How empty stadiums proved useful during the Covid-19 pandemic

Cars line up for Covid-19 testing on January 5 outside Hard Rock Stadium in Miami Gardens, Florida.

(CNN)On March 11, sports in the United States came to terms with the arrival of the coronavirus.

An NBA player tested positive shortly before tipoff in Oklahoma City, forcing the game's cancellation. Within days, every major sports league in the US had shut down.
The ramifications of the Covid-19 pandemic continue to be felt in all corners of American life, as the nation approaches a full year's worth of personal and economic devastation. Nearly 400,000 Americans have died from Covid-19.
      Amid the turmoil, sports teams and cities opened their empty facilities for assistance efforts. Because of their day-to-day experiences with traffic flow, crowd control and project management, arenas and stadiums proved practical as Covid-19 testing sites and food banks.
        During the 2020 election season, some became early voting and Election Day centers, allowing Americans easier access to voting while maintaining social distancing guidelines.
          Now, stadiums are gearing up for the next phase of combating the pandemic. Health officials and local governments are working with sports facilities across the country to be used as vaccination hubs.
          Sports leagues eventually restarted in summer with only limited crowds at a few select events. Many grandstands remain silent, yet their usefulness is apparent heading into the new year. The abrupt shift witnessed in 2020, from entertainment outlets to critical resource centers, provided images that were often hard to believe.
          Little Elm High School graduates stand six feet apart from each other during graduation ceremonies at Texas Motor Speedway in Fort Worth on May 21.

          The pandemic in parking lots

          The Covid-19 pandemic also brought a crippling economic crisis. More than 20 million Americans lost their jobs by the end of April.
          The strain on food bank facilities soon followed the March lockdowns. Katie Fitzgerald, chief operating officer at Feeding America, a network of 200 food banks and 60,000 food pantries and meal programs, told CNN in late March that food banks reported a 40% increase in demand.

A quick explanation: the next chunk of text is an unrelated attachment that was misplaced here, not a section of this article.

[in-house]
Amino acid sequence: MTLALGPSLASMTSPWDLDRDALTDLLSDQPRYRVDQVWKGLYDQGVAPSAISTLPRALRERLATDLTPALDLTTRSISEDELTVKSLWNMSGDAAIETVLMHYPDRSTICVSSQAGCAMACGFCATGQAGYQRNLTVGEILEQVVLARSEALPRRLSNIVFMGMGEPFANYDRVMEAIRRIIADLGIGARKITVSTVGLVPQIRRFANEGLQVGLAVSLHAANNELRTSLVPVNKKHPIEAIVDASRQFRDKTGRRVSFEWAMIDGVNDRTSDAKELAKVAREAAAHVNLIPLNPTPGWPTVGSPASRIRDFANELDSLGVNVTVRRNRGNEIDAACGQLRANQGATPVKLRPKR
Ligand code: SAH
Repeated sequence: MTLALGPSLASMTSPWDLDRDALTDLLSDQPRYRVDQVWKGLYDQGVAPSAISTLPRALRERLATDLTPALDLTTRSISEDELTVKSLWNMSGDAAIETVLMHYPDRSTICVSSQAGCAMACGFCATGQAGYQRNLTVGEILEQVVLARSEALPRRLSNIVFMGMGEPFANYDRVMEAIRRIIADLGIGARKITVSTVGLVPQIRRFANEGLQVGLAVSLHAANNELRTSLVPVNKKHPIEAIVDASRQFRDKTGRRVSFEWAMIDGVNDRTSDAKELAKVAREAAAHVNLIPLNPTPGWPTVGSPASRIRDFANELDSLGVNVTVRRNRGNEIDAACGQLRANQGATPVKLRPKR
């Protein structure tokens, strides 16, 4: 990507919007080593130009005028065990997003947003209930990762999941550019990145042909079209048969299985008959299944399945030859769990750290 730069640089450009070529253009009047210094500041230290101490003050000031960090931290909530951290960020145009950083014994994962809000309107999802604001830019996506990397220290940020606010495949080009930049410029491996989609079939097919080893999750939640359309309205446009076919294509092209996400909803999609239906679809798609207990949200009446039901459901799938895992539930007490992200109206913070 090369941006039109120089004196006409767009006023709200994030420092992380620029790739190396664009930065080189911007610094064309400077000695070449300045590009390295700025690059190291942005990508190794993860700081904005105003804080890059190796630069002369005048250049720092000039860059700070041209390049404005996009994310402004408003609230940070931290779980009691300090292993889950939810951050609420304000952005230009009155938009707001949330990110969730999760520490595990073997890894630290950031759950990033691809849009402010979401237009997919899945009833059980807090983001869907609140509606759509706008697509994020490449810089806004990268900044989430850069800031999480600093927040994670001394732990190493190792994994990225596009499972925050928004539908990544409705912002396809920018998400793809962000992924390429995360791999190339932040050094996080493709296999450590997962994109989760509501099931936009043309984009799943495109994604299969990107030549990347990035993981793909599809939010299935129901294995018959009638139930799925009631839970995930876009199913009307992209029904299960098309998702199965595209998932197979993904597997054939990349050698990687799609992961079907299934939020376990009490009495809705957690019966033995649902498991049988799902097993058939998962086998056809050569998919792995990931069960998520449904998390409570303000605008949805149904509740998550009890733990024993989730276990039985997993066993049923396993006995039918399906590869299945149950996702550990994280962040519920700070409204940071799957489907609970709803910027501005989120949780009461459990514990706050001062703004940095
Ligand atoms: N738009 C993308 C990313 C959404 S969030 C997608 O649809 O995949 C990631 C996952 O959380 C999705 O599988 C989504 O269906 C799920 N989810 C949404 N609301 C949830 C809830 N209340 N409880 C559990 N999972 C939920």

"It's the speed that this is hitting us that is making it so difficult to contend with," Fitzgerald said. "The current inventories that we have in place were not designed to serve the numbers of people who need help now."
          To help with dispensing, food centers were established by charities and organizations at stadiums nationwide.
          Non-perishable food items await to be delivered in Chicago's United Center in April.
          People await access to a mobile food pantry at Barclays Center in Brooklyn, New York, on April 24.

          Lines stretch beyond expectations

          Stadium parking lots in the spring and summer, filled in years past by tailgaters, staff and street vendors, instead became home to pop-up tents for Covid-19 testing.
          Nurses and health practitioners administered PCR nasal tests at a multitude of sports facilities, as state and federal governments raced to understand how widespread the virus had become.
          Massive parking lots kept cars off main roads, freeing up traffic. The sheer volume of those in need, however, meant lines would stretch beyond anything expected.
          People in vehicles wait to enter a drive-thru Covid-19 testing site at Miller Park in Milwaukee, Wisconsin.